With Kamala Harris poised to become the country's first female vice president, she brings with her another historic first: America's first second gentleman, her husband, Douglas Emhoff.

Emhoff, 56, is already shaking up gender stereotypes, a point highlighted by Joe Biden when he appeared for the first time with Harris as his running mate in August. Addressing Emhoff with a grin, Biden said, "Doug, you're gonna have to learn what it means to be a barrier breaker yourself in this job you're about to take on."

Before the election, when Emhoff took questions from kids online in the "Ask a Grownup" video series, a 9-year-old named Atticus posed this hypothetical: What would you do if your wife became vice president?

"Well first, I'd say YAAAYYY!" Emhoff replied. "And then I'm just gonna do what I always do, Atticus, I'm gonna support her. Because it's really important for men and even young boys to support the strong and wonderful women in their life."

That's an inspiring and necessary message, says Jamia Wilson, executive director of the Feminist Press, a publisher based at the City University of New York.

"We need to show boys more multidimensional examples of what it means to be a woman and what it means to have power," she says. "That, I think, is what's most exciting to me about Douglas Emhoff: that he has had periods of taking a backseat, although he has his own very powerful career — to understand that listening, following, is also an important way to lead."

For Wilson, the fact that Harris and Emhoff are an interracial couple adds another layer to the dynamic.

"As a Black woman," she says, "I think it's extremely noteworthy for all of us to also think about what it means for Douglas Emhoff to be supporting the first woman vice president in this country, but also the first South Asian and Black woman vice president in this country. And what that means around disrupting how we look at power and how we look at allyship."

That disruption of power puts Harris out front and her husband behind, advancing her ambition.

Emhoff, a prominent entertainment and media lawyer, and partner with the huge global law firm DLA Piper, has said he will sever all ties with the firm before Inauguration Day to avoid potential conflicts of interest. He has said he will give up his career, for now, to serve as second gentleman.

He may need to do some mental adjusting as well, cautions Dan Mulhern, who spent eight years as the first gentleman of Michigan when his wife, Jennifer Granholm, served as governor.

"The sense of lost control, I think, for a man is challenging," Mulhern says. "We like to be in control. I think it's kind of deeply wired."

With all the focus on his wife, Mulhern had to get used to being "in the shadows," with people walking past him as if he wasn't even there.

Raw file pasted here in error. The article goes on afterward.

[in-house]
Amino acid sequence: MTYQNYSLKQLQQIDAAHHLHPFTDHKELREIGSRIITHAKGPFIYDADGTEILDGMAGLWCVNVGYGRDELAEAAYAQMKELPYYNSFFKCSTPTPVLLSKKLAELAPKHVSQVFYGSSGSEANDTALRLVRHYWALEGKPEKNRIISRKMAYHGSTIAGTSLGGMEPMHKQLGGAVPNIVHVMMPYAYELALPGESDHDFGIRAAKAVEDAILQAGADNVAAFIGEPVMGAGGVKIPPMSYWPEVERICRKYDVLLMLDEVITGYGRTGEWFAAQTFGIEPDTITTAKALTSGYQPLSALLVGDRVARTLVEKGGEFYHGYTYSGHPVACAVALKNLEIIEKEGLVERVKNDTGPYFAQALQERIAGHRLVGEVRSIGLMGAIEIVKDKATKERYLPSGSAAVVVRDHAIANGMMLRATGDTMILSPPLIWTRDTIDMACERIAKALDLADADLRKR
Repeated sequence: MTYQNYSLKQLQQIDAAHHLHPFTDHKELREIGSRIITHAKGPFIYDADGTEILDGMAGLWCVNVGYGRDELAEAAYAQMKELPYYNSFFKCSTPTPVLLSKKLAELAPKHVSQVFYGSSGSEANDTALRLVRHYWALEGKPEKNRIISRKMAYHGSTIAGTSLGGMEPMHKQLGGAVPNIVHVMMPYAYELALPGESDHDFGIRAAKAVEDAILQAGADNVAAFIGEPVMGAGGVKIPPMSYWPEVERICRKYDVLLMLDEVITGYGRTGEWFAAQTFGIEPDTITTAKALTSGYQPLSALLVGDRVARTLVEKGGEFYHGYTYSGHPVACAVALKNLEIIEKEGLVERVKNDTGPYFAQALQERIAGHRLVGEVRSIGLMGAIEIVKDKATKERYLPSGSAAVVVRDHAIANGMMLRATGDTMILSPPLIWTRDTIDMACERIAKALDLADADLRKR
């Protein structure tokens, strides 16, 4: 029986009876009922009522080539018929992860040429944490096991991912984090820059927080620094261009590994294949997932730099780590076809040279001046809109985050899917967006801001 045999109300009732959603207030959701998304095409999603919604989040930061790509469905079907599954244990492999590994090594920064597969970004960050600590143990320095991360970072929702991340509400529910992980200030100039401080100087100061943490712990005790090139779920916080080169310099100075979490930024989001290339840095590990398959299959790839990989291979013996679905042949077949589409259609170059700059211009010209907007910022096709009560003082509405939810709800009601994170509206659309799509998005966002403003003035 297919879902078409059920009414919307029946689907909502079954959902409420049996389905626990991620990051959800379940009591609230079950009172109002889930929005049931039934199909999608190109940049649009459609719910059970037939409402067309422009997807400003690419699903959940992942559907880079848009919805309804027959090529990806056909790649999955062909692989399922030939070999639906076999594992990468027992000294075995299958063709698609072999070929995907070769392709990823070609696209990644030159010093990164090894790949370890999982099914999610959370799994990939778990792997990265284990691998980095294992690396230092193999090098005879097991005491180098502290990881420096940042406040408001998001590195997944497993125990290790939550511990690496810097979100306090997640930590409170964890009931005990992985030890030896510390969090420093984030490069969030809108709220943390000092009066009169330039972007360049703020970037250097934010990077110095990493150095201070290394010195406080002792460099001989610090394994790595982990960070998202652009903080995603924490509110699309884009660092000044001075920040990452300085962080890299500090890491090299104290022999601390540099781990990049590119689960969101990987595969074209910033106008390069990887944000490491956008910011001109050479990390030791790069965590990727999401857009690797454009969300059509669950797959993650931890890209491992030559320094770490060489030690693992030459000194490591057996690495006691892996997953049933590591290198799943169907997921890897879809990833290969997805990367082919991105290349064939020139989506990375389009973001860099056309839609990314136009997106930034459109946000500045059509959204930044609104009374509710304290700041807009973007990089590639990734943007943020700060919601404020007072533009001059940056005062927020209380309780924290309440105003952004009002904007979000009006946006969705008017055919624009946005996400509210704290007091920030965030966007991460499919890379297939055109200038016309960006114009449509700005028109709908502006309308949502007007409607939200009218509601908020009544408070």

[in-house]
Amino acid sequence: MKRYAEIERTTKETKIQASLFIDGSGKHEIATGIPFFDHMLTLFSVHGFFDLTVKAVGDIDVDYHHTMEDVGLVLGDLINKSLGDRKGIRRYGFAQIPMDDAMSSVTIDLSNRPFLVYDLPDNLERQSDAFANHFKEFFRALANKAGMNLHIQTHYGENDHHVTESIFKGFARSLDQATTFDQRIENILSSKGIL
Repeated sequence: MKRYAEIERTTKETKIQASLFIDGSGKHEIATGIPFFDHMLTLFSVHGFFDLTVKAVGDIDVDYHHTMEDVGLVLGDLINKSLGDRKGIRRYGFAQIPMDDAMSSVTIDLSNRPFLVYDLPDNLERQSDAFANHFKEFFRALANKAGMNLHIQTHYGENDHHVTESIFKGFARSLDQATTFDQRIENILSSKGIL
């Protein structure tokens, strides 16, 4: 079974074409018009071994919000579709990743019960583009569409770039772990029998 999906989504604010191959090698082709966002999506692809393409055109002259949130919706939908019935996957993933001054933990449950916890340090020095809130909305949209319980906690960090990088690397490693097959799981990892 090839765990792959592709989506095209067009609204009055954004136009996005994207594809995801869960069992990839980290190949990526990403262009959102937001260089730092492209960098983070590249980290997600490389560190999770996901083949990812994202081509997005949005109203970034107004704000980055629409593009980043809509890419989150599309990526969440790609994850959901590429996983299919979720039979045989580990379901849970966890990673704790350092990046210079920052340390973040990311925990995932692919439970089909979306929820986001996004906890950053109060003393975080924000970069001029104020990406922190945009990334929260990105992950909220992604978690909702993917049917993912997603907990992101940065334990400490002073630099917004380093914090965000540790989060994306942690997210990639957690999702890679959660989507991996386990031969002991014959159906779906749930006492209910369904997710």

"I always had a big ego," Mulhern says. "I wanted to matter!"

If he were to offer Emhoff any advice, it would be this: let go of your ego, and enjoy the ride.

"There's a, I think it's Yiddish, is kvell, you know, just kvell in your wife's success," Mullhern says. "Savor it and be in it, and be proud of it, and don't feel like you have to do more than be what helps her."

But Emhoff will doubtless do something as second gentleman.

Historically, second ladies have carved out their own niche: Karen Pence has highlighted art therapy. Jill Biden focused on military families and the importance of community colleges. Tipper Gore concentrated on mental health issues.

Emhoff has mentioned he would like to work on issues involving access to justice.

Kathleen Dolan, a political science professor at the University of Wisconsin-Milwaukee, wonders whether, unfortunately, it's only with a man as second spouse that the role will become more meaningful.

"I'm just curious," Dolan says, "when we see a man in the role for the first time, how quickly we redefine the role or how quickly we redefine the possibilities of the role."

Dolan studies gender and politics, and imagines the administration's thinking about Emhoff going something like this: "'Boy, look at that experience, look at that training, look at all the skills,'" she says. "'You know, he's not going to want to simply sit around the Naval Observatory and not have anything to do all day. We've got to find a role for him somewhere!' Where nobody has said that about the female spouses in those roles to this point. And there's something deeply sad about that."

Still, it's radical to see a traditional gender dynamic being inverted in the second highest office in the land, says Jennifer Weiss-Wolf, the women and democracy fellow at the Brennan Center for Justice.

"I guess in some ways we don't necessarily want and need all eyes on what this means for men," she says. "But what it means for men means something for women, too, because this is the society that we all live in. So it's absolutely historic."

Throughout the campaign, Weiss-Wolf was struck by how Emhoff interacted with Harris: "His presence and his pride and his sort of unfettered joy in the ascent of his wife is quite a remarkable sight, I think, for everybody — not just for women, but for men and for boys to see, too."

Reflecting on the significance of this moment, Kelly Dittmar, research director at the Center for American Women and Politics, thinks about the line that Kamala Harris has often used: "She says, you know, we have to be unburdened by what has been to consider what can be. And I think this is one small piece of that."

And wouldn't it be nice, muses Jamia Wilson of the Feminist Press, if what can be becomes totally normal.

"I hope that I get to live long enough to get to a point where we have less firsts," Wilson says.

What would it look like, she wonders, to have a world where this wouldn't even be news?

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